Obesity’s death toll may be much higher than thought

Aug. 15, 2013, HealthDay

By Dennis Thompson

Researchers have vastly underestimated the number of deaths caused by obesity in the United States, a new report reveals.

Obesity accounts for 18 percent of deaths among black and white Americans between the ages of 40 and 85, according to a study published online Aug. 15 in the American Journal of Public Health. Previous estimates had placed obesity-related deaths at only 5 percent of all U.S. mortalities.

“This was more than a tripling of the previous estimate,” said study author Ryan Masters, who conducted the research as a Robert Wood Johnson Foundation scholar at Columbia University’s Mailman School of Public Health, in New York City. “Obesity has dramatically worse health consequences than some recent reports have led us to believe.” Continue reading

NIH workshop explores ways to prevent obesity in infancy and early childhood

Intervening to prevent the development of overweight and obesity as early as possible has the potential to improve health and reduce the health care costs associated with obesity-related diseases now and in the future. Little is known, however, regarding effective interventions for obesity prevention that might be implemented during infancy and early childhood.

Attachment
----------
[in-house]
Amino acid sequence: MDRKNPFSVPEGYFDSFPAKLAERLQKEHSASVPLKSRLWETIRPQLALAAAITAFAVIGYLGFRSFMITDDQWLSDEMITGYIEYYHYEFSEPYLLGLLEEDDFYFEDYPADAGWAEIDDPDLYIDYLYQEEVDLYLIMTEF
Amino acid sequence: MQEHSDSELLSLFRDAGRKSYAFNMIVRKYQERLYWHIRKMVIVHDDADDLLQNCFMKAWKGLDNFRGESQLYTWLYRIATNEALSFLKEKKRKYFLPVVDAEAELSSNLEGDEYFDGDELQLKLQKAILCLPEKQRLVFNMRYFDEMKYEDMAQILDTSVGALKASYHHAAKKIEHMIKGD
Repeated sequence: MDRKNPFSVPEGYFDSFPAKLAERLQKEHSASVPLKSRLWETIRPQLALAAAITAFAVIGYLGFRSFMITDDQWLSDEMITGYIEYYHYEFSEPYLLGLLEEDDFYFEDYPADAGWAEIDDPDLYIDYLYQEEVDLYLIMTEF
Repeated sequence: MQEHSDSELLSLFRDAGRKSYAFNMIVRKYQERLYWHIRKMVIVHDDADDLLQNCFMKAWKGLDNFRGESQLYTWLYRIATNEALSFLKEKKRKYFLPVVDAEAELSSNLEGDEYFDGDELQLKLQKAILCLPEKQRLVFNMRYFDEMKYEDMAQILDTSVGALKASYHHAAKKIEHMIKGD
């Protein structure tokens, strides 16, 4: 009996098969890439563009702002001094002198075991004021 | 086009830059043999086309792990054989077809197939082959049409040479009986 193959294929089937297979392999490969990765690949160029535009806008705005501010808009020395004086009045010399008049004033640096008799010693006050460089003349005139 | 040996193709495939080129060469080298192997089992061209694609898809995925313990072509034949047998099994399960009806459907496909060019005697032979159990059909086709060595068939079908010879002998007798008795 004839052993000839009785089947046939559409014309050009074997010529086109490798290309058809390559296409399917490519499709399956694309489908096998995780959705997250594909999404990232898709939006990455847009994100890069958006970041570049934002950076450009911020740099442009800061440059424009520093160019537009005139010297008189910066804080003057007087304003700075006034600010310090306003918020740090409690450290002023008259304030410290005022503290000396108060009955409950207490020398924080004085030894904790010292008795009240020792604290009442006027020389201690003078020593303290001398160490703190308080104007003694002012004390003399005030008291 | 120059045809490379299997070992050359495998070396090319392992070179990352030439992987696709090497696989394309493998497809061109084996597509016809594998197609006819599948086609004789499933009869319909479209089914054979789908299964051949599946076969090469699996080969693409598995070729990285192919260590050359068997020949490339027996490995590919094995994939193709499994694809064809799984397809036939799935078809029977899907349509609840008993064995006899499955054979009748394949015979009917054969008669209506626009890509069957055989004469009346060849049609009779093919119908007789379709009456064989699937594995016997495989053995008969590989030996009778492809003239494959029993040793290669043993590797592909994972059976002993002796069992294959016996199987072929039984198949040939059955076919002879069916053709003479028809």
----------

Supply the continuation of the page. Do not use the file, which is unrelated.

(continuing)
The National Institutes of Health (NIH) Workshop on the Prevention of Obesity in Infancy and Early Childhood will bring together scientists with expertise in pediatric obesity, epidemiology, developmental psychology, developmental and behavioral pediatrics, nutrition, physical activity, sleep, temperament, and parenting to determine: (1) what is known regarding risk for excess weight gain in infancy and early childhood, (2) what is known regarding interventions that are promising or have been shown to be efficacious, and (3) challenges and opportunities in implementing and evaluating behavioral interventions in parents and other caregivers and their young children. Continue reading

Elevated blood pressure increasing among children

July 15, 2013, Los Angeles Times

By Monte Morin

The risk of elevated blood pressure among children and teens has risen 27 percent over a 13-year period, and is probably caused by over-consumption of salt and rising obesity, according to a new study.